This Week in New Haven (April 23 - 29)

This Week in New Haven (April 23 - 29)

Fine art joins some fine weather this week in New Haven.

Monday, April 23
Bombadil the band isn’t as mercurial as another Bombadil, first name Tom, a benevolent character with hidden, mystical depths who occasionally pops up in The Lord of the Rings (1954). The otherwise minimalist band is too talkative. But like that other Bombadil, the overall effect is innocent and sweet and at times a little sleepy—a nice way to finish a Monday at Cafe Nine (250 State St, New Haven; 203-789-8281). Starting at 8 p.m., the bill—which is $5 at the door, or free if you RSVP by 2 p.m. today—also features Juke Ross, an alt-folk singer-songwriter with a versatile, powerful voice, and Hartford-based JIIM, a.k.a. James Duffy, who fuses “traditional songwriting with electronic and rock elements” and delights in taking “unexpected turns.”

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Hull's Libby's Lemon Shandy - available in stores April 26

Tuesday, April 24
At the New Haven Museum (114 Whitney Ave, New Haven; 203-562-4183), David Alan Richards discusses his book Skulls and Keys (2017), billed as the definitive history of Yale’s secret societies, where future winners of “Pulitzer Prizes, governorships and even presidencies” have gotten a leg up. During the free talk, which begins at 6 p.m., “Richards will shed light on the lesser-known stories of Yale’s secret societies, from Phi Beta Kappa in the American Revolution—originally a social and drinking society—through Skull and Bones and its rivals in the 19th and 20th centuries.”

Wednesday, April 25
Societatem Malorum—“Destructive Society” in Latin—began yesterday in Southern Connecticut State University’s Lyman Center (501 Crescent St, New Haven; 203-392-6154). It’s a theater festival, if you couldn’t already tell, featuring “student-directed one-act plays produced and designed entirely by students.” Many of the plays’ themes back up the Latin, as they contend with “severe issues such as the Holocaust, homophobia, family relationships, addiction, sexual assault, traditions and racism.” Tonight’s showtime is 7:30 p.m., with four more later this week. $15, or $10 for seniors.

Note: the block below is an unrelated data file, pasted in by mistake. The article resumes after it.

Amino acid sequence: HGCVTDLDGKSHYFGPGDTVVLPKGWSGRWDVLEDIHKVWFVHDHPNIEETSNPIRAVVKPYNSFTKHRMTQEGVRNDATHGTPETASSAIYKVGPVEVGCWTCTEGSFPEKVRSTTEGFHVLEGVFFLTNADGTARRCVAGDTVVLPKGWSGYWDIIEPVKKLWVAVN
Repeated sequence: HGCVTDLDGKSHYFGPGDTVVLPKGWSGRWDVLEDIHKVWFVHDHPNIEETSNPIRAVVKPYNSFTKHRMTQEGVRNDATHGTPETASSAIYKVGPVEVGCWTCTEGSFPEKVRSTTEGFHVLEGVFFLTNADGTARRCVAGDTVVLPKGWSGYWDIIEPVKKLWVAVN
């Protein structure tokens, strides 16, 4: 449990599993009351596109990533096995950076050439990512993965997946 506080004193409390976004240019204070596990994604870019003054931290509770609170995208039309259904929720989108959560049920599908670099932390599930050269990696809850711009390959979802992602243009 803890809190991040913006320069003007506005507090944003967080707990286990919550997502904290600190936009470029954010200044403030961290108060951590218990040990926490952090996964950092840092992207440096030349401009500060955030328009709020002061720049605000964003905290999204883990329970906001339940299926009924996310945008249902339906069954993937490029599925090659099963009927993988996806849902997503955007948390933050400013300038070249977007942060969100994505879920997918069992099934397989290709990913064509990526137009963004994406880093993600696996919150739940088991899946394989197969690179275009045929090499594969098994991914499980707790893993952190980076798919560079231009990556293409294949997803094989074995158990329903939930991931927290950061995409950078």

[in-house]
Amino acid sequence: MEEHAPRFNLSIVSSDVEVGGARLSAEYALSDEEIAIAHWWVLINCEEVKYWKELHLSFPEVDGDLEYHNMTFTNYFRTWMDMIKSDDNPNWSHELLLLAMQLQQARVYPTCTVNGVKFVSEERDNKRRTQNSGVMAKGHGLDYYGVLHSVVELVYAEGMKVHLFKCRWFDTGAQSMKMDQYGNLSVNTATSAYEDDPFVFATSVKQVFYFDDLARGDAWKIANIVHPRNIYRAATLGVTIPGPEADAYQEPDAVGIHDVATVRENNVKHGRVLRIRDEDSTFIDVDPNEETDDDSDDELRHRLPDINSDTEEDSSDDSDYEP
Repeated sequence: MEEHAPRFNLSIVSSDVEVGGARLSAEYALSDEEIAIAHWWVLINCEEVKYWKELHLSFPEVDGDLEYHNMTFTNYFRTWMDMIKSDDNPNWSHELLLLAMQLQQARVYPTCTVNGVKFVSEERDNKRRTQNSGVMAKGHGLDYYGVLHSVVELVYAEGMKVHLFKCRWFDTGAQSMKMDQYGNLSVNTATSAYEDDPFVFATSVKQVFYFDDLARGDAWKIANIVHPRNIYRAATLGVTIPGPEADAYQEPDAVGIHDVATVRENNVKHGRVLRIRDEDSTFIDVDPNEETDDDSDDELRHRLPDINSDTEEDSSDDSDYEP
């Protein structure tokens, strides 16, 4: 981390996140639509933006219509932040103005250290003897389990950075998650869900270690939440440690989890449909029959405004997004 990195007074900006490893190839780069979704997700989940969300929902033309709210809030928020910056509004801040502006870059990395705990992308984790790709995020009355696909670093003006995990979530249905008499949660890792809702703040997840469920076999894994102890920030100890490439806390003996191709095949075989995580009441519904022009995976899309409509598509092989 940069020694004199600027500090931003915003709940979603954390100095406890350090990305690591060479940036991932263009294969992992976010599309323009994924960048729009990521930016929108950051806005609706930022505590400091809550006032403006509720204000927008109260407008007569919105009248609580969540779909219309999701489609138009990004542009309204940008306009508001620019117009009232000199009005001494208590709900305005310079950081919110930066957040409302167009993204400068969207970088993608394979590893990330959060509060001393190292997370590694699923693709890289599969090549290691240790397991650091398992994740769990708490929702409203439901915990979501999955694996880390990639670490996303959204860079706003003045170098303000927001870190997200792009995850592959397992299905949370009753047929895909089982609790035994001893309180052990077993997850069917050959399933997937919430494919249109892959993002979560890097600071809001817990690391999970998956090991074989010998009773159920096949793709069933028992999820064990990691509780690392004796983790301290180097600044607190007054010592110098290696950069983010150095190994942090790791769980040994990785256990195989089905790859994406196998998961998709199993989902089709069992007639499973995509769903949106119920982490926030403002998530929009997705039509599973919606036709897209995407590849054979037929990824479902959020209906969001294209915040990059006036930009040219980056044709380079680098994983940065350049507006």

Thursday, April 26
“Time is omnipresent and elusory. Seize it. Or flow with it. Play with it. Disguise it. Or unmask it. Be timely or timeless. Capture personal meanings. Embrace time with the clock that beats in your chest.” With characteristic flair and open-endedness, the Eli Whitney Museum’s 24th annual Leonardo Challenge, a fundraiser benefiting the museum’s year-round efforts to enlighten and engage, challenges artists to submit works addressing this year’s theme: time. Then it’s time for a party, starting at 5:30 this evening, where attendees silently bid on the creative results while dining and drinking to the content of those beating clocks in their chests. Regular party tickets cost $75, with special packages available. 915 Whitney Avenue, Hamden. (203) 777-1833.

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Crowns at Long Wharf Theatre

Friday, April 27
“Transformative literary arts program” The Word comes to a head with its yearly Middle and High School Citywide Youth Poetry Jams. Respectively hosted by Co-Op High School (177 College St, New Haven) at 5:30 p.m. today and Neighborhood Music School (100 Audubon St, New Haven) at 6 p.m. tomorrow, the events give “student poets and guests… the opportunity to perform their work”—which includes spoken word and hip hop—“for their peers and community.” Free.

Local folk septet Goodnight Blue Moon (pictured above) says good-morning to a new record, Dawning Dream, and to an evolving sound that echoes crucial moments from rock history. You can enjoy the new stuff tonight during the record release show at Lyric Hall (827 Whalley Ave, New Haven; 203-389-8885), where opening act J. Russell and the Split Coils, whose music is described as “a straightforward mix of rock and roll, soul and country,” takes the stage at 8 p.m. $15, or $12 in advance.

Saturday, April 28
The 10th annual Rock to Rock Earth Day Ride, where cyclers raise money for local environmental causes by riding from West Rock to East Rock, lasts from morning to afternoon. For details related to participating, spectating or celebrating, check the ride’s website.

From 1 to 5 p.m., a new artist incubator and gallery called SOL for Art—the acronymous bit stands for “Support Others’ Love”—is hosting a free grand opening in its “French Second Empire-style house” at 198 Sherman Avenue, New Haven. “Dedicated to promoting local artists and their work while preserving the architectural works of a historical New Haven home,” the opening features live music and, judging by the sponsor list, something to nibble.

Dubbed “Super/Natural,” this year’s big benefit auction and gala for Artspace begins at 5 p.m. in Artspace itself (50 Orange St, New Haven) and finishes at 8:30 in the cavernous former bank building at 45 Church Street. Along the way, attendees enjoy food and drink, view and bid on fine art and preserve a snapshot of the evening with a photo booth. As of this writing, only VIP-level tickets remain, at $300 for one or $500 for two.

Sunday, April 29
Artist collective Kehler Liddell Gallery (873 Whalley Ave, New Haven; 203-389-9555) rounds things out with a 2 p.m. panel discussion and 3 p.m. opening reception for its second annual juried show. Asked a question Shakespeare first posed in his Sonnet 65—“How with this rage shall beauty hold a plea?”—the selected artists’ responses “ from abstract meditations to more realistic representations, in a wide variety of media.” Free.

Written by Dan Mims. Image, depicting Goodnight Blue Moon, photographed by Nicki Chavoya. Photographed by Lisa Curtiss. Readers are encouraged to verify times, locations and prices before attending events.

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